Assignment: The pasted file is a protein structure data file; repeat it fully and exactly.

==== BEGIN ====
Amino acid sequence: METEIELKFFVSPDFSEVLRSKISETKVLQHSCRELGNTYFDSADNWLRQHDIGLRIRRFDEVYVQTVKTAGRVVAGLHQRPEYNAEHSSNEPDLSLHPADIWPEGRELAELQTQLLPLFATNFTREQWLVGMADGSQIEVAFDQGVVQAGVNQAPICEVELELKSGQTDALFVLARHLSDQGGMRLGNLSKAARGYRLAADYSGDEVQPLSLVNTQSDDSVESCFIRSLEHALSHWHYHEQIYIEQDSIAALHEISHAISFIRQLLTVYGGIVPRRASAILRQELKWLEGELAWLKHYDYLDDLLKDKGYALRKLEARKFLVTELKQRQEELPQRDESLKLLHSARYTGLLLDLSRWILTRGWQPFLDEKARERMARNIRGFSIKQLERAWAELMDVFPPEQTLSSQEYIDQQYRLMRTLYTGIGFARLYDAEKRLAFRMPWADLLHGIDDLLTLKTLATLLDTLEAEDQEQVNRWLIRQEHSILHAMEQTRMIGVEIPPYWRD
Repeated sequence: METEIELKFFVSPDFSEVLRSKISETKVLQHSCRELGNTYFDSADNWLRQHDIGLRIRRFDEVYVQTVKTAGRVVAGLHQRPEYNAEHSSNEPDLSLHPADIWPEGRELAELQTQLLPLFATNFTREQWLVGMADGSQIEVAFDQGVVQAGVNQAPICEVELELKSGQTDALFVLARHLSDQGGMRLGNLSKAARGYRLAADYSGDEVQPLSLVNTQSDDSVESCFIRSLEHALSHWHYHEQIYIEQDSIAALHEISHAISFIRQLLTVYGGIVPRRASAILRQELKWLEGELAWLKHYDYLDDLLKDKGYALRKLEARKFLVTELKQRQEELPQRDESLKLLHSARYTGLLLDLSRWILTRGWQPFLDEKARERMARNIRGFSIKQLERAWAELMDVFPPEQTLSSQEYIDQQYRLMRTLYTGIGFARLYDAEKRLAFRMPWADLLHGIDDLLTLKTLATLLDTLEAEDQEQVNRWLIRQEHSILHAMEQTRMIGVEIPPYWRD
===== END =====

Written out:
Amino acid sequence: METEIELKFFVSPDFSEVLRSKISETKVLQHSCRELGNTYFDSADNWLRQHDIGLRIRRFDEVYVQTVKTAGRVVAGLHQRPEYNAEHSSNEPDLSLHPADIWPEGRELAELQTQLLPLFATNFTREQWLVGMADGSQIEVAFDQGVVQAGVNQAPICEVELELKSGQTDALFVLARHLSDQGGMRLGNLSKAARGYRLAADYSGDEVQPLSLVNTQSDDSVESCFIRSLEHALSHWHYHEQIYIEQDSIAALHEISHAISFIRQLLTVYGGIVPRRASAILRQELKWLEGELAWLKHYDYLDDLLKDKGYALRKLEARKFLVTELKQRQEELPQRDESLKLLHSARYTGLLLDLSRWILTRGWQPFLDEKARERMARNIRGFSIKQLERAWAELMDVFPPEQTLSSQEYIDQQYRLMRTLYTGIGFARLYDAEKRLAFRMPWADLLHGIDDLLTLKTLATLLDTLEAEDQEQVNRWLIRQEHSILHAMEQTRMIGVEIPPYWRD
Repeated sequence: METEIELKFFVSPDFSEVLRSKISETKVLQHSCRELGNTYFDSADNWLRQHDIGLRIRRFDEVYVQTVKTAGRVVAGLHQRPEYNAEHSSNEPDLSLHPADIWPEGRELAELQTQLLPLFATNFTREQWLVGMADGSQIEVAFDQGVVQAGVNQAPICEVELELKSGQTDALFVLARHLSDQGGMRLGNLSKAARGYRLAADYSGDEVQPLSLVNTQSDDSVESCFIRSLEHALSHWHYHEQIYIEQDSIAALHEISHAISFIRQLLTVYGGIVPRRASAILRQELKWLEGELAWLKHYDYLDDLLKDKGYALRKLEARKFLVTELKQRQEELPQRDESLKLLHSARYTGLLLDLSRWILTRGWQPFLDEKARERMARNIRGFSIKQLERAWAELMDVFPPEQTLSSQEYIDQQYRLMRTLYTGIGFARLYDAEKRLAFRMPWADLLHGIDDLLTLKTLATLLDTLEAEDQEQVNRWLIRQEHSILHAMEQTRMIGVEIPPYWRD